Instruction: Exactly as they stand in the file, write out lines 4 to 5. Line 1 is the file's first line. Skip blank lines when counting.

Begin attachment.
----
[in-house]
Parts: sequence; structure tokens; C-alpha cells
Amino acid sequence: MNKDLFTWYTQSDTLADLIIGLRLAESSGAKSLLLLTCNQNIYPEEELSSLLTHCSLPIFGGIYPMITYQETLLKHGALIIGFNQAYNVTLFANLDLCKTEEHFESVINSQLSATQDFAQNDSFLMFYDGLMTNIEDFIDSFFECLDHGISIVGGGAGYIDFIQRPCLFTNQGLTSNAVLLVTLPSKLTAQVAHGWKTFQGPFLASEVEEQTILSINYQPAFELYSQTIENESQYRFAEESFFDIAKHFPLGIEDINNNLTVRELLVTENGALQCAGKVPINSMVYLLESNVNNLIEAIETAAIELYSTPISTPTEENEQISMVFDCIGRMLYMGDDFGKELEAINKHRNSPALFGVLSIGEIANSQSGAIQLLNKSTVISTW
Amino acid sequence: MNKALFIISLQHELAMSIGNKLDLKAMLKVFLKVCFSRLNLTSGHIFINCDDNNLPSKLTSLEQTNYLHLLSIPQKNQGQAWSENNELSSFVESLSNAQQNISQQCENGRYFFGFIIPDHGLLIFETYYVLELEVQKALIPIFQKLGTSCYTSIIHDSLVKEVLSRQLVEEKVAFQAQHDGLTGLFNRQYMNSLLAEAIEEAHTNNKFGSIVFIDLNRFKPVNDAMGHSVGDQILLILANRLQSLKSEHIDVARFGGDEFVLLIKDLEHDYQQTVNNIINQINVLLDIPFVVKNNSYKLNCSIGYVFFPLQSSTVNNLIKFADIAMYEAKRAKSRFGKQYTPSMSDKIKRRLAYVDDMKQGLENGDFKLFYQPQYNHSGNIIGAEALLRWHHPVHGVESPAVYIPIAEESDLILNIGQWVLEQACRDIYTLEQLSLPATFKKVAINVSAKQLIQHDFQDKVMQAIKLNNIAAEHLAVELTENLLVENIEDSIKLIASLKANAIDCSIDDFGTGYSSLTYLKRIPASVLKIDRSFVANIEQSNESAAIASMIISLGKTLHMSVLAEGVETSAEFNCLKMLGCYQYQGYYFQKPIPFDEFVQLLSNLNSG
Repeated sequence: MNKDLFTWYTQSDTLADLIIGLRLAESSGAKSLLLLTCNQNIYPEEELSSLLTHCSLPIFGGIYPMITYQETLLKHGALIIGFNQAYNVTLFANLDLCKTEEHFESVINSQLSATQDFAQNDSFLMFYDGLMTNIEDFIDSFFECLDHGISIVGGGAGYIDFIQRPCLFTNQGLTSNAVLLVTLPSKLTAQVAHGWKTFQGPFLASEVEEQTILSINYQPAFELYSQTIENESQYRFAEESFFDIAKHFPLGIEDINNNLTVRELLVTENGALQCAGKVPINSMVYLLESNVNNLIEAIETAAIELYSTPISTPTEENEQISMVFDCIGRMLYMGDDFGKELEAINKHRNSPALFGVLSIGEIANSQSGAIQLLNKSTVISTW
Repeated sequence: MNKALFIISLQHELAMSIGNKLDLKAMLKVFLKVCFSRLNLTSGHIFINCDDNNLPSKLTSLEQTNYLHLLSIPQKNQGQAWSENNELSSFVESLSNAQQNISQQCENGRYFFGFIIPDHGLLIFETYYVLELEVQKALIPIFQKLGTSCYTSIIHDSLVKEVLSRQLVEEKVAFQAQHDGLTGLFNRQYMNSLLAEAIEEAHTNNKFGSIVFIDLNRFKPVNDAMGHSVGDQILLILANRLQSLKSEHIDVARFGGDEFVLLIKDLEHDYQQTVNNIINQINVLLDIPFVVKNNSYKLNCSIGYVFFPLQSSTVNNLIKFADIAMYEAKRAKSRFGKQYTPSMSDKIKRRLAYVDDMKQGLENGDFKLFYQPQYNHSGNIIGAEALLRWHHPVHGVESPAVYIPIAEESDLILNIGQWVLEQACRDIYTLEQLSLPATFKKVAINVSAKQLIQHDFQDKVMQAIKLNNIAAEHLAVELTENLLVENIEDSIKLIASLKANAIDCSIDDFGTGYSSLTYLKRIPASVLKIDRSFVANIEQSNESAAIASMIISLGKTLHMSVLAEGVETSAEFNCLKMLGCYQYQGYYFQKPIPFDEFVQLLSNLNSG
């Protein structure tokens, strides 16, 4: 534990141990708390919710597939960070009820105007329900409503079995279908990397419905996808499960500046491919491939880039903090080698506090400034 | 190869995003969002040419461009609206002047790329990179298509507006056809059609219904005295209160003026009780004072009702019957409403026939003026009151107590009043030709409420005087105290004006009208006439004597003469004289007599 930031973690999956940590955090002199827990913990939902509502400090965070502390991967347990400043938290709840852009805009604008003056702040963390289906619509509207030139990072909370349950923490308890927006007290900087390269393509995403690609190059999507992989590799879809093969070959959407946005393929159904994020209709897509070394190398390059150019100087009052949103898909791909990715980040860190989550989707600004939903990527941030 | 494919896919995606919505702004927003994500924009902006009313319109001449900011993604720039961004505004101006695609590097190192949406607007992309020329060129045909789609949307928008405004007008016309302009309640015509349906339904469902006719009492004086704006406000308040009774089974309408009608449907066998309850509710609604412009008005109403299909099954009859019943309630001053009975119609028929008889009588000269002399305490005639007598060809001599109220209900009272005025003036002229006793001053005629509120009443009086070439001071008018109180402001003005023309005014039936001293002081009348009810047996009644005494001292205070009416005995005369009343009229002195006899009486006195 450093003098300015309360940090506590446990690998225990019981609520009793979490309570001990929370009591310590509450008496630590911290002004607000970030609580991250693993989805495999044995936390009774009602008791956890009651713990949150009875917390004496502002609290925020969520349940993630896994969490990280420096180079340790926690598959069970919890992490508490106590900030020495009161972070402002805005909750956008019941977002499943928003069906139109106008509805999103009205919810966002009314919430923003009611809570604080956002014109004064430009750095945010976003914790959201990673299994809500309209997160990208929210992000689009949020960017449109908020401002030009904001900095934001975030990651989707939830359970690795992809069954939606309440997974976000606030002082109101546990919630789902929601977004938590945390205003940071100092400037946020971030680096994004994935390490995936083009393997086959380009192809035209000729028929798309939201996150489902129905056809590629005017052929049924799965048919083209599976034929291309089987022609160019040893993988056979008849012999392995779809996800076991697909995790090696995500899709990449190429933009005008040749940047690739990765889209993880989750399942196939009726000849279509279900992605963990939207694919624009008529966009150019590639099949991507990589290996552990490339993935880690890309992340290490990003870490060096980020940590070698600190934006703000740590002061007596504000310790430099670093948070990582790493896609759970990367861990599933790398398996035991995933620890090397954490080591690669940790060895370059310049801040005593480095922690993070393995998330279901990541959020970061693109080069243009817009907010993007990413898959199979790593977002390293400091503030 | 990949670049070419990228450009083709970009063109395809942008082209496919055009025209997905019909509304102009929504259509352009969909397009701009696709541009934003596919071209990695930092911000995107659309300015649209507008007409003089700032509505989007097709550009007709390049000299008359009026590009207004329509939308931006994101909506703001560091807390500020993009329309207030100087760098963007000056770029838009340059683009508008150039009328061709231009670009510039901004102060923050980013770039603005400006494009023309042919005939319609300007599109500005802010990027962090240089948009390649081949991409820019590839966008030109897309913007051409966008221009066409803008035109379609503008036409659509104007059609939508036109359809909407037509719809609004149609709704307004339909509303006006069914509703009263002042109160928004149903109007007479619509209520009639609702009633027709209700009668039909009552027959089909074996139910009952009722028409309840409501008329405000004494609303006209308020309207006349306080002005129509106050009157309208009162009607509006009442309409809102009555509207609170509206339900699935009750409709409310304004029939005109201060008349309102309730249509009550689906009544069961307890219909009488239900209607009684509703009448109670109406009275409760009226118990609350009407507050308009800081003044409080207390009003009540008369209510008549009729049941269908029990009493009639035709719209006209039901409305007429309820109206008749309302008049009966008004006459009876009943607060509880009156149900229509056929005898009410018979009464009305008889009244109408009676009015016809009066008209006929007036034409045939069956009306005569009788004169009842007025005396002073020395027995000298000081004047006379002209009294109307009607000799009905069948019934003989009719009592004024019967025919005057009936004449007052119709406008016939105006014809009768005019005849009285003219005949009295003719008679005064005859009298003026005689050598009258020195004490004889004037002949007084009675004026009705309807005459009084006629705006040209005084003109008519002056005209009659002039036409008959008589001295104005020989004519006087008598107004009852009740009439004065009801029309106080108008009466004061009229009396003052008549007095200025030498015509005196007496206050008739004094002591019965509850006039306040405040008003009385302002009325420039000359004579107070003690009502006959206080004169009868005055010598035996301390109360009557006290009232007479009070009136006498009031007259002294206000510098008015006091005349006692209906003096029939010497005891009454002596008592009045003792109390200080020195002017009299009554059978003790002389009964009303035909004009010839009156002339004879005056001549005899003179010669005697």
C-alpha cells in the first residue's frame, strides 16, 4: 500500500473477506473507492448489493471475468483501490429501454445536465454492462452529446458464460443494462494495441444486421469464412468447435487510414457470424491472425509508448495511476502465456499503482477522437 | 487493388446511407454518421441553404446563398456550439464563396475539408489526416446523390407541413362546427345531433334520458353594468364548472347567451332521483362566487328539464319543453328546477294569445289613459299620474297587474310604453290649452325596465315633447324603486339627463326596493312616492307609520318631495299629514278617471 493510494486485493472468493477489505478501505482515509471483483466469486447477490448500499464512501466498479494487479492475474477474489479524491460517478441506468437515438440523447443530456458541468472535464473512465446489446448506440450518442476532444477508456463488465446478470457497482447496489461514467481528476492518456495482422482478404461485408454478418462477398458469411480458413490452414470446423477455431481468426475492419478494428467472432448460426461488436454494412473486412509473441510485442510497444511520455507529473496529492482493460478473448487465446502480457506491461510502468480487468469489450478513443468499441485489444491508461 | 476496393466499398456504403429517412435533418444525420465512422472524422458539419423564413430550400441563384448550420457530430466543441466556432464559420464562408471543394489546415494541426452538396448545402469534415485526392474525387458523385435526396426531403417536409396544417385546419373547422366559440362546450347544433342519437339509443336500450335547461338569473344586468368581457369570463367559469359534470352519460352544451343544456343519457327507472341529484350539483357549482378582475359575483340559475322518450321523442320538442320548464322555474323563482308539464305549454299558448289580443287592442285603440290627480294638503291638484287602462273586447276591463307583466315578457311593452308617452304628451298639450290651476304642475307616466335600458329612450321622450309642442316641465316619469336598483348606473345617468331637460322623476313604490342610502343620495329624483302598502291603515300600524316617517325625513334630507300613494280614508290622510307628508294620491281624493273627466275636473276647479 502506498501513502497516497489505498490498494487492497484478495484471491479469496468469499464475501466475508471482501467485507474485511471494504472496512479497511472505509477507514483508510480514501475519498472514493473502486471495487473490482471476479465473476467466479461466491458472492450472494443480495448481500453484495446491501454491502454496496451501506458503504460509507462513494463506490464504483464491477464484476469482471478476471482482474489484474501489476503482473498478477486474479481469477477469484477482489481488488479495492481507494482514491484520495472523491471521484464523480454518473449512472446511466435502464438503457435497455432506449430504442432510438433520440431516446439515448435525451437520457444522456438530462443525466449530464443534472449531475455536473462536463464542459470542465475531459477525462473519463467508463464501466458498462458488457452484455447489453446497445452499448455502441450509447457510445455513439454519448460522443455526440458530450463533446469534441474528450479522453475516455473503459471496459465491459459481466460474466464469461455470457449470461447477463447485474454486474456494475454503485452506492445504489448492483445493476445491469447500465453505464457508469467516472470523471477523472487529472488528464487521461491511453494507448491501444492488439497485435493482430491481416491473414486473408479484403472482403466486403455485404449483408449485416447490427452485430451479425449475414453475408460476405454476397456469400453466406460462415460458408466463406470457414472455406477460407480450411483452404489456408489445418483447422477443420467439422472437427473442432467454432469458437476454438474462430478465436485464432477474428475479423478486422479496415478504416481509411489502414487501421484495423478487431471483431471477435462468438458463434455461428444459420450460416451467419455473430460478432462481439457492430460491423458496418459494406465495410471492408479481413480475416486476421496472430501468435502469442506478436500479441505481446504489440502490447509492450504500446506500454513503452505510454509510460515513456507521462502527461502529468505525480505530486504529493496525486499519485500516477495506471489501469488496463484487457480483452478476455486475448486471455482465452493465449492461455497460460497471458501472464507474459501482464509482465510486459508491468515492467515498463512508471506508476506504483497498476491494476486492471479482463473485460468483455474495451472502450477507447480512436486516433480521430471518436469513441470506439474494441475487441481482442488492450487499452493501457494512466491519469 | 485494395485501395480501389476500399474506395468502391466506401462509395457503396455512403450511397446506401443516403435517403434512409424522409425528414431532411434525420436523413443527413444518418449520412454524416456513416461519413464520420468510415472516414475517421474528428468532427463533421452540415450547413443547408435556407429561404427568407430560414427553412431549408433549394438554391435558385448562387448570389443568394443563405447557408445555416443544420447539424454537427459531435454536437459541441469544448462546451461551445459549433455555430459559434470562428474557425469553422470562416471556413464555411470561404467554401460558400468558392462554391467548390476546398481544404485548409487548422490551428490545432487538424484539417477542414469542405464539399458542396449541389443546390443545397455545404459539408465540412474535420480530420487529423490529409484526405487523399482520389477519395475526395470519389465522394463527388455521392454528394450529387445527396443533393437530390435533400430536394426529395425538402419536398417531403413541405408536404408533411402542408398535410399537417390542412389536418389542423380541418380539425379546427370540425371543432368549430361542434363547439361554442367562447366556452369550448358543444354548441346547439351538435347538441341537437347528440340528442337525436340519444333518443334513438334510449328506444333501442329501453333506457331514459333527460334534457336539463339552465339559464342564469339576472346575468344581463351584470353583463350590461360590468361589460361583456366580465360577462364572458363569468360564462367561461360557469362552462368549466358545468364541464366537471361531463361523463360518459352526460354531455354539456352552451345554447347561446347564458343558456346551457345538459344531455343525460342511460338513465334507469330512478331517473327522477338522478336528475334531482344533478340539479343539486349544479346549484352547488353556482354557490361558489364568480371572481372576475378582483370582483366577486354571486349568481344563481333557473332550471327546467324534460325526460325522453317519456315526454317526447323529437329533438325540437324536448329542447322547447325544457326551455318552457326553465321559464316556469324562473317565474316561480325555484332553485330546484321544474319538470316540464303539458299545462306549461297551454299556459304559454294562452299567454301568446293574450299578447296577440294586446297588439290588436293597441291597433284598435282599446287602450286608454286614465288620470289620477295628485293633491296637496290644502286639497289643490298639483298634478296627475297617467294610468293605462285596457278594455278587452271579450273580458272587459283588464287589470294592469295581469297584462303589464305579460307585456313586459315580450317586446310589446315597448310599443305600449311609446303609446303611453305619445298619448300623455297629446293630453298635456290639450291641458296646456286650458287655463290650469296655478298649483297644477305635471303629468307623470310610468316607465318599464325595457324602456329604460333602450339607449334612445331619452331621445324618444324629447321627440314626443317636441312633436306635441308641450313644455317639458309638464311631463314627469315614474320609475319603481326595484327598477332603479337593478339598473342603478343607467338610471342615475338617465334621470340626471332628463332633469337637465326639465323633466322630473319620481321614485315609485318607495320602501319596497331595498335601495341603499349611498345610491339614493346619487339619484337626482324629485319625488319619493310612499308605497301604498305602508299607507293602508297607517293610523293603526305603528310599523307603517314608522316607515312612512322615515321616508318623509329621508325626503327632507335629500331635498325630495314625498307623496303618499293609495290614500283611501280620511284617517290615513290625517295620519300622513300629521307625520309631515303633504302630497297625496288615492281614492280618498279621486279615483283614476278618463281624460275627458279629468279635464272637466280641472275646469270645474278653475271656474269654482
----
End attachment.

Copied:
Amino acid sequence: MNKALFIISLQHELAMSIGNKLDLKAMLKVFLKVCFSRLNLTSGHIFINCDDNNLPSKLTSLEQTNYLHLLSIPQKNQGQAWSENNELSSFVESLSNAQQNISQQCENGRYFFGFIIPDHGLLIFETYYVLELEVQKALIPIFQKLGTSCYTSIIHDSLVKEVLSRQLVEEKVAFQAQHDGLTGLFNRQYMNSLLAEAIEEAHTNNKFGSIVFIDLNRFKPVNDAMGHSVGDQILLILANRLQSLKSEHIDVARFGGDEFVLLIKDLEHDYQQTVNNIINQINVLLDIPFVVKNNSYKLNCSIGYVFFPLQSSTVNNLIKFADIAMYEAKRAKSRFGKQYTPSMSDKIKRRLAYVDDMKQGLENGDFKLFYQPQYNHSGNIIGAEALLRWHHPVHGVESPAVYIPIAEESDLILNIGQWVLEQACRDIYTLEQLSLPATFKKVAINVSAKQLIQHDFQDKVMQAIKLNNIAAEHLAVELTENLLVENIEDSIKLIASLKANAIDCSIDDFGTGYSSLTYLKRIPASVLKIDRSFVANIEQSNESAAIASMIISLGKTLHMSVLAEGVETSAEFNCLKMLGCYQYQGYYFQKPIPFDEFVQLLSNLNSG
Repeated sequence: MNKDLFTWYTQSDTLADLIIGLRLAESSGAKSLLLLTCNQNIYPEEELSSLLTHCSLPIFGGIYPMITYQETLLKHGALIIGFNQAYNVTLFANLDLCKTEEHFESVINSQLSATQDFAQNDSFLMFYDGLMTNIEDFIDSFFECLDHGISIVGGGAGYIDFIQRPCLFTNQGLTSNAVLLVTLPSKLTAQVAHGWKTFQGPFLASEVEEQTILSINYQPAFELYSQTIENESQYRFAEESFFDIAKHFPLGIEDINNNLTVRELLVTENGALQCAGKVPINSMVYLLESNVNNLIEAIETAAIELYSTPISTPTEENEQISMVFDCIGRMLYMGDDFGKELEAINKHRNSPALFGVLSIGEIANSQSGAIQLLNKSTVISTW